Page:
In 1981, the icy shriek of death rock siren Dinah Cancer combined with the acrid guitar work of one-time paramour Paul B. Cutler to create 45 Grave. The coffin-sucking rock outfit later inspired Christian Death and Dance With Me-era TSOL; it was the high point in SoCal's live death rock scene. With ex-Germs drummer Don Bolles, Gun Club bassist Rob "Graves" Ritter, and keyboardist Paul Roessler, 45 Grave were heavy on talent, but light on profundity. Unlike latter-day goths who shall remain nameless (see the March 25 Night Crawler), Cancer kept her forked tongue planted firmly in her pale, gaunt cheek. Sadly, Cutler left and joined Dream Syndicate; Ritter OD'd; and Bolles founded Celebrity Skin, began contributing to Ben Is Dead and LA Weekly, and assumed the identity of geek rocker Sal Mussolino for Three Day Stubble. This left Roessler god knows where, and Cancer, her sense of humor intact, singing with a group called Penis Flytrap. (At least.) Penis Flytrap include drummer Hal Satan and guitarist Elvorian Von Spivey, both of Mi Diablo, and bassist Lucifer Fulci, a man with tattoos on his arms that could be used as promotional materials for Dawn of the Dead and The Zombie. Cancer still has bright purple hair, scary makeup, and a hell-inspiring wail. You can check out the band at if you're not afraid to navigate a maze of adult pornography, or live at the Covered Wagon on Thursday, April 9, with Phoenix Thunderstone and the Upsets opening at 10 p.m. Tickets are $5; call 974-1585.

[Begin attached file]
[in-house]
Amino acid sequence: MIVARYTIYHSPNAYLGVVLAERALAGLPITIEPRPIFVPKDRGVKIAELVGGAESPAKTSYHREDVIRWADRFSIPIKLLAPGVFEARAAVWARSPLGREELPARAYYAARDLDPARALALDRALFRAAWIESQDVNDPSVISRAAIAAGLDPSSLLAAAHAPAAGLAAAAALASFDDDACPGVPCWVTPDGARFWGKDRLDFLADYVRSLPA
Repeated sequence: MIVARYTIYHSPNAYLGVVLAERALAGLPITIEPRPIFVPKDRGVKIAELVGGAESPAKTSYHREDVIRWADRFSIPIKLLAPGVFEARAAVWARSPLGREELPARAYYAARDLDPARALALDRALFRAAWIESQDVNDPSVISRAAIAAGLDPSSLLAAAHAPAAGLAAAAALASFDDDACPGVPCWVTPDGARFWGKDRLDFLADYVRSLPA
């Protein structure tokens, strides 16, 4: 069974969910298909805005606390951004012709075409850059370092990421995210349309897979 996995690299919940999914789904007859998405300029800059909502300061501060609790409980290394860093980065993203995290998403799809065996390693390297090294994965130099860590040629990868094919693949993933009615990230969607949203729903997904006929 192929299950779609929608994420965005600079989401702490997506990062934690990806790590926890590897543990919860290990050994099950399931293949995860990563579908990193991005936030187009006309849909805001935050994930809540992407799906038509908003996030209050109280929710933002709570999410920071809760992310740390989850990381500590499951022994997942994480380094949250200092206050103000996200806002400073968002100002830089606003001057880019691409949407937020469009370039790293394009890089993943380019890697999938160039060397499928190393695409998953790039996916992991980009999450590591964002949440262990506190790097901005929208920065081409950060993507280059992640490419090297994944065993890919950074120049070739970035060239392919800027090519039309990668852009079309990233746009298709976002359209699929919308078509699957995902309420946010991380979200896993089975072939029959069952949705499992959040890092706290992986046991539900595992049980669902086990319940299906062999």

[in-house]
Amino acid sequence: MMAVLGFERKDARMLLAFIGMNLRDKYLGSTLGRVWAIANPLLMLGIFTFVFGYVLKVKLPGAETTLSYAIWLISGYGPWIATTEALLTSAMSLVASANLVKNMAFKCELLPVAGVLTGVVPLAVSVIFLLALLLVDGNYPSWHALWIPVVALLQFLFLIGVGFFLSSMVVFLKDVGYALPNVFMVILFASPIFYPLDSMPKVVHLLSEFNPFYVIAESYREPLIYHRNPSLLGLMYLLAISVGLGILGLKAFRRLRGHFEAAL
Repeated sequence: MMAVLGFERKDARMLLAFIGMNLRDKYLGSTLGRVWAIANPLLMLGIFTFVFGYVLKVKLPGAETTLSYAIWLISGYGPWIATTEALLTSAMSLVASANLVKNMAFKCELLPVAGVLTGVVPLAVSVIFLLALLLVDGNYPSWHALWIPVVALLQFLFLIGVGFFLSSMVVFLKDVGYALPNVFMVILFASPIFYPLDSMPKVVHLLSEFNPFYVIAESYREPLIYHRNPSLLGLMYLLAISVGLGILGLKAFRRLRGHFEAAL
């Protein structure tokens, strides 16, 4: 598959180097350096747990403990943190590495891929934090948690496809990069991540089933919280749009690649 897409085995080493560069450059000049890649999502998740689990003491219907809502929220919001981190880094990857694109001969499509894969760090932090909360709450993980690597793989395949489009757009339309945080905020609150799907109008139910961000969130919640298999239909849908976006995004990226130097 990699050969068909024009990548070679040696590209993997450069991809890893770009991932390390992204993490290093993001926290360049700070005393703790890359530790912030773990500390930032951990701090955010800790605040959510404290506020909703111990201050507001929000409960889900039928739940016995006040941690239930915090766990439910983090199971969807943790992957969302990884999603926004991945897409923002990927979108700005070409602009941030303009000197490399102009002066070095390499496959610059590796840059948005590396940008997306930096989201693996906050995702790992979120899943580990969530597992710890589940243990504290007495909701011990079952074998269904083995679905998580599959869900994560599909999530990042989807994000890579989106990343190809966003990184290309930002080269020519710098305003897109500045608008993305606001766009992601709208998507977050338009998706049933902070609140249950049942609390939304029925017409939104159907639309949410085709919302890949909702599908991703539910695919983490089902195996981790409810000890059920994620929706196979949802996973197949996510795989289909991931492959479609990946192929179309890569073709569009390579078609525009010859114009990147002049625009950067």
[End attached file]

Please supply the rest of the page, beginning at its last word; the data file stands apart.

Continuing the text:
I have seen Ozomatli, an 11-piece Latin-funk-jazz-hop outfit from L.A., bring yuppies, goths, punks, and surfers to their feet in a euphoric rumba line that wound across the dance floor, out the door, and down the block. (How these divergent factions came to be at the same club at the same time was the work of some rabble-rouser who thought it amusing to book several popular, but widely diverse, acts on the same bill.) Before anyone could say, "We're too cool," the goths were glistening, the punks were hugging, the surfers were stomping, and the yuppies were finding rhythm. Everyone was happy before the music stopped and people began to remember themselves again. Ozomatli appear at Bimbo's 365 Club on Thursday, April 9, with Will Bernard 4-Tet and Blues Experiment opening at 9 p.m. Tickets are $10; call 474-0365.